1. I have a question for you, Zion. For Christians, the goal of our lives is not to become the type of humanity that deserves anything, and telling the world about the truths Christianity adheres to is the effort we make to bring true joy to this world, but this involves what you might see as the actions that kills another’s spiritual life, though I would see it as the exact opposite. Do you think it is possible for religions that hold contradictory teachings, though they might have some similarities, to work together towards the purpose you seem to pursue? Or should they?

    • Yes they can and they should. There are zealots who believe there can be only there own religion in every religion, yet zealots never see themselves in each other. If you can’t be kind, at least, do no harm; I honestly believe if you seek your Lord with all your heart mind soul and strength to know Him as He knows you, you will discover this is more than possible.

    • I am not denying that Christians and non-Christians can fellowship with another; however, my question was that the contradictory teachings of different religions could come in harmony to reach the same goal. The most obvious teaching that Christianity holds, for example, is that Jesus is the only way for the humanity to have restored relationship with God, the Creator. It is not zealots who claim that Jesus is the only way, but Jesus himself did. Christians can work toward the fullness of life, manifested in Jesus Christ, but cannot genuinely work together toward the same goal with those who deny that Jesus is the Lord and Savior, the Son of God. The fullness of life can only be reached in Christ, at least according to Christianity, but other religions would deny that.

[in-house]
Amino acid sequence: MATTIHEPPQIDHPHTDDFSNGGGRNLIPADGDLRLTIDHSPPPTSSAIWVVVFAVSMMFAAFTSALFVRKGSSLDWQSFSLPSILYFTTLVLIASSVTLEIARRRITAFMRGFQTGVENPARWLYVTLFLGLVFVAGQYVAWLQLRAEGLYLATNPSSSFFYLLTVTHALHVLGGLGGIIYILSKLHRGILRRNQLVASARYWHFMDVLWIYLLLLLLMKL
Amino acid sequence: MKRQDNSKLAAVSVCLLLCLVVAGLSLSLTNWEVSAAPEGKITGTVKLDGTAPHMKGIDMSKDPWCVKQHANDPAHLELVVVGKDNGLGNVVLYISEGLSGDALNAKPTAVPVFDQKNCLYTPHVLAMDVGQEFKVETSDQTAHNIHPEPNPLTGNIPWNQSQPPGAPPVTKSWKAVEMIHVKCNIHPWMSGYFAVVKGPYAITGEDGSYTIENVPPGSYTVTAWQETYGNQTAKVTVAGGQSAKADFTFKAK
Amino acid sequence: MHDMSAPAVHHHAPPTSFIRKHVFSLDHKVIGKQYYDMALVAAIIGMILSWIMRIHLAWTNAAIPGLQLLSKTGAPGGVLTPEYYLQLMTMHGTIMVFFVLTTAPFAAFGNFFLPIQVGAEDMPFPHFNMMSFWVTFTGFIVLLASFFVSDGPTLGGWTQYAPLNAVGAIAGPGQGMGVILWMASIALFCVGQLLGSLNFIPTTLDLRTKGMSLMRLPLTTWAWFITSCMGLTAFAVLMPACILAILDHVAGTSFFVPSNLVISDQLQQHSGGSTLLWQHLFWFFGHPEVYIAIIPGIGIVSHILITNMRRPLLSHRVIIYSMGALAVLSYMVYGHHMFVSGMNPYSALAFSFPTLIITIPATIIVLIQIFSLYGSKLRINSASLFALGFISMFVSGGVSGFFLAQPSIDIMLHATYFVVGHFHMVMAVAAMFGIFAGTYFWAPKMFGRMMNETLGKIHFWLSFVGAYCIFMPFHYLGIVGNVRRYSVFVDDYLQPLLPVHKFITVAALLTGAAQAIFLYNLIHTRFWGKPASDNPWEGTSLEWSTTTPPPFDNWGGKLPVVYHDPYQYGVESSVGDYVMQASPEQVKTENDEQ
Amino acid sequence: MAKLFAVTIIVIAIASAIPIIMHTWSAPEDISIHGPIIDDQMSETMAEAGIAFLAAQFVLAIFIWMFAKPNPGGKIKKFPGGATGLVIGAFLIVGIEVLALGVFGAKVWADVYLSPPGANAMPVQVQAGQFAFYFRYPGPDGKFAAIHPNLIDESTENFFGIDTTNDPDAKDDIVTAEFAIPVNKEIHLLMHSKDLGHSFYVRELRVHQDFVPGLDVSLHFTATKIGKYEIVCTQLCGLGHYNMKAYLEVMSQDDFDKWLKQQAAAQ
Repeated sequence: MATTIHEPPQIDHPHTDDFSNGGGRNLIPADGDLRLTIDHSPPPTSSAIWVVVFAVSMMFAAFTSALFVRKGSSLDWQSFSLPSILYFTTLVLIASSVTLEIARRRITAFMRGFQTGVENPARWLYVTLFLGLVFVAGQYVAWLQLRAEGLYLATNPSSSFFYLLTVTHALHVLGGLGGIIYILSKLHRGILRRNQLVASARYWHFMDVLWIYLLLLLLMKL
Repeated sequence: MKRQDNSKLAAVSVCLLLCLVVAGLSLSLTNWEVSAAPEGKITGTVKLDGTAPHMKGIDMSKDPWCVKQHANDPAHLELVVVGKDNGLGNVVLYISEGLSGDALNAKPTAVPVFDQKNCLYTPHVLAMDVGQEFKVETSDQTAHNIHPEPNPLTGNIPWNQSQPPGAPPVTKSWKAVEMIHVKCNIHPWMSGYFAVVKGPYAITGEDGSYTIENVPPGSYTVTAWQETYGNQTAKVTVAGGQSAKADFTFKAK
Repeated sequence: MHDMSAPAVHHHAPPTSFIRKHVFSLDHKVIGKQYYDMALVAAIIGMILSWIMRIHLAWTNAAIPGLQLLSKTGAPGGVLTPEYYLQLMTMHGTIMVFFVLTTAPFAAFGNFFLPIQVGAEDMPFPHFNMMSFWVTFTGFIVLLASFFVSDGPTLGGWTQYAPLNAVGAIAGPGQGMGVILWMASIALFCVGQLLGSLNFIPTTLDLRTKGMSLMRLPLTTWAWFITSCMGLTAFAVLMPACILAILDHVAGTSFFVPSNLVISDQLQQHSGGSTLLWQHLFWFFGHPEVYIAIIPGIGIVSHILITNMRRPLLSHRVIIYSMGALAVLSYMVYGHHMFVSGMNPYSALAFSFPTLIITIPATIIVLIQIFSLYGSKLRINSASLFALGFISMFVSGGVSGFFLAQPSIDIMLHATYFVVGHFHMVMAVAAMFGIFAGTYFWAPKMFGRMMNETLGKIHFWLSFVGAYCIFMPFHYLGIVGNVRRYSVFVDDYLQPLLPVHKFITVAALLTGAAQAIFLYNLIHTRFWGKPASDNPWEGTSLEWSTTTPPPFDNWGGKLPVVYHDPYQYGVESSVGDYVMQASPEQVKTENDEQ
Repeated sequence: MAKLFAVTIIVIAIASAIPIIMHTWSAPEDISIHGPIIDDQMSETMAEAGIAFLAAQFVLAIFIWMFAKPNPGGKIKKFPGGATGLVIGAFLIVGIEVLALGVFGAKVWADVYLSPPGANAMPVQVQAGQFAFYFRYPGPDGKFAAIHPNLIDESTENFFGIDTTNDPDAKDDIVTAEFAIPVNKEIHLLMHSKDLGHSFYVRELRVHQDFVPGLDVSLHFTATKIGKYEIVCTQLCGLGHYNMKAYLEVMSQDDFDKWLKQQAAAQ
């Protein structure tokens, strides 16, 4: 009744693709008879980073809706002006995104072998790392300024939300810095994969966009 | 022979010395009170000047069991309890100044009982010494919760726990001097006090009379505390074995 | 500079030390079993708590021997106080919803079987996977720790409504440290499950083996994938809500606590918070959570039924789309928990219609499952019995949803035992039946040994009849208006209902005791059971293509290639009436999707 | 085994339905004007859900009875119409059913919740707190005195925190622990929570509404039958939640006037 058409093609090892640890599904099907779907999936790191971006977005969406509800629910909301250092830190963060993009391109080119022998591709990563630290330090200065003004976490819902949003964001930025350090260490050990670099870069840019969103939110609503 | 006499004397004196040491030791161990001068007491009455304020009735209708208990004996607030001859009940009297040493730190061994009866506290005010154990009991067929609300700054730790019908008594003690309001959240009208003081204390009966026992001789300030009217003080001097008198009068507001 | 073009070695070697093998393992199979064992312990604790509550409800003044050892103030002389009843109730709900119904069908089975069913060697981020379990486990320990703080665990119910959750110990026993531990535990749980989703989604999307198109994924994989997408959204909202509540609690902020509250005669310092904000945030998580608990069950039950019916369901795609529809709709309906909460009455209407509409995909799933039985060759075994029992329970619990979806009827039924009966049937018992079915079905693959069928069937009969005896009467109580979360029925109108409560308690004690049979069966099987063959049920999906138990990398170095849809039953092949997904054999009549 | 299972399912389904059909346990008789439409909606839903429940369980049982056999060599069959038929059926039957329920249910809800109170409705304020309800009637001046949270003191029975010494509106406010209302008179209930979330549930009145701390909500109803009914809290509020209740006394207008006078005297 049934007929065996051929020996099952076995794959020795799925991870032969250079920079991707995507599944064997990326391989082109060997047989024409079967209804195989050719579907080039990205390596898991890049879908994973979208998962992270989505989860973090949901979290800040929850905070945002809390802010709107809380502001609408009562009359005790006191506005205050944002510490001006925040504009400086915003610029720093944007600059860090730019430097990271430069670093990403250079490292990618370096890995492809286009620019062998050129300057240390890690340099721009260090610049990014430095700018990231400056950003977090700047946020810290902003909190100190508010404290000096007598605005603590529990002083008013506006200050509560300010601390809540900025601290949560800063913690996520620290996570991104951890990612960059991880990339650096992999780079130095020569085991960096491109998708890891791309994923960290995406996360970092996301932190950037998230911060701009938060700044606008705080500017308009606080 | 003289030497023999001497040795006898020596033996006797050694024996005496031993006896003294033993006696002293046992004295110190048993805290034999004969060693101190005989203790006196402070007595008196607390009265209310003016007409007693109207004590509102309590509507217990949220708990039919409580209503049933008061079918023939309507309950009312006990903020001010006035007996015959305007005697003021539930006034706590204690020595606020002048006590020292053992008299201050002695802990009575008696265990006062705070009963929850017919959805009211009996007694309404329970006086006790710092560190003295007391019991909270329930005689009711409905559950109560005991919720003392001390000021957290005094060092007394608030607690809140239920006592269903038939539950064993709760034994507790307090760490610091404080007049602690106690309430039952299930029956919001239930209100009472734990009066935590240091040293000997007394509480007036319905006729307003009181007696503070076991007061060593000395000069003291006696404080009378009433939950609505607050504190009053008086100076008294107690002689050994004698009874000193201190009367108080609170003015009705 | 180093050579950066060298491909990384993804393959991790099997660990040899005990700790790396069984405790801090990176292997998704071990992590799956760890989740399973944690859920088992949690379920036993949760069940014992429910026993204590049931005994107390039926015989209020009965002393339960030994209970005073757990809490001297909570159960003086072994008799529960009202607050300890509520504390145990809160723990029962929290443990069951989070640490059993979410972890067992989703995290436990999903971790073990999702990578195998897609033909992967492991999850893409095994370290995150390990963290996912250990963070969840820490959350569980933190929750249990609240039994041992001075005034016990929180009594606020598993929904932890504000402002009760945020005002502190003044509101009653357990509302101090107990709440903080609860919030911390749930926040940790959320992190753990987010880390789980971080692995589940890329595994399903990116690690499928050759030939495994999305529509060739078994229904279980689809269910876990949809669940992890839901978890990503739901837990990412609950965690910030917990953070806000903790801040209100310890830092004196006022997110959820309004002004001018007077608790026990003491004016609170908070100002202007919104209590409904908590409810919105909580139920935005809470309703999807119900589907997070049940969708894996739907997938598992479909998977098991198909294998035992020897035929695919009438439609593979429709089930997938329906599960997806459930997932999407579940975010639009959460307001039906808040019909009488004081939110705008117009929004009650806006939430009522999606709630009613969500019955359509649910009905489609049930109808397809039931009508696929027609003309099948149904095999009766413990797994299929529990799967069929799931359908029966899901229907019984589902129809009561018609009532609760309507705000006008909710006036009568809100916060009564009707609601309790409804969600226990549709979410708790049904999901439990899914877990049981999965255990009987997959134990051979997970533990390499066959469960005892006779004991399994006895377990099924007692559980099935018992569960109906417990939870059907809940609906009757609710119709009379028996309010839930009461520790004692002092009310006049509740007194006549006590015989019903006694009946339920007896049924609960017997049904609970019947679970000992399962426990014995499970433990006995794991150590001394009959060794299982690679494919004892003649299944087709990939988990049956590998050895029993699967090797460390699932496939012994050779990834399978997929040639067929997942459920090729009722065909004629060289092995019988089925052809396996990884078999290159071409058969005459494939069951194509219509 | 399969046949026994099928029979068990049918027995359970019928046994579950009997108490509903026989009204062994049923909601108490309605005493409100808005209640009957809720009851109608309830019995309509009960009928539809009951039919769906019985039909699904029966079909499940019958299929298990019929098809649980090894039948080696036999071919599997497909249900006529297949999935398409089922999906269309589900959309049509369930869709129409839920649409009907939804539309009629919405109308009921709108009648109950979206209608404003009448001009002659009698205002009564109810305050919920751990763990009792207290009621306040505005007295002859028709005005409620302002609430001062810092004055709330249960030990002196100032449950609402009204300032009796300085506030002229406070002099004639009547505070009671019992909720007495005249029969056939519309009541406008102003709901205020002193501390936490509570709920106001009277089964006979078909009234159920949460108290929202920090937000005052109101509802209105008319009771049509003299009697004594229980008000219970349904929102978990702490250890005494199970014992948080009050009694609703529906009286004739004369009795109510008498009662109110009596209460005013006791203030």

2. I agree. To be able to work together harmoniously with one another in areas where we gneuinely share common goals stemming from shared perspectives is not only possible, but laudable. However, there are those areas ~ one might as well refer to them as the fundamentals ~ of every faith-religion that are simply Irreconcilable. You, Hannah, reffered to one such example in Jesus Christ being considered/believed to be the only and eternally begotten Son of God apart from whom salvation is impossible. Other examples from other faith-religions could be listed, but the point you have made above is quite on target, I believe. Does that mean we ought to hate-filled and full of animosity, even where we might most adamently disagree? Of course not … neither does it mean compromising the integrity of our particular faith-religion, especially to such an extent that it becomes virtually null and void. Thank you, Hannah for your incisive comments.

    • Noblethemes, thank you for the response. I think you have correctly understood the point I was trying to make. I agree with you that we do not need to be and should not be “hate-filled and full of animosity,” although people from different faiths might perceive my message as being that way. Moreover, I believe that not being hostile toward those who hold beliefs that are contradictory to my own is not enough. Jesus taught and proclaimed the truths, though the truths offended many, out of love, and he himself showed the extent of his love for his enemies on the cross. And it is my desire to proclaim and live out the gospel of Jesus out of my love for Him and for the world He loves.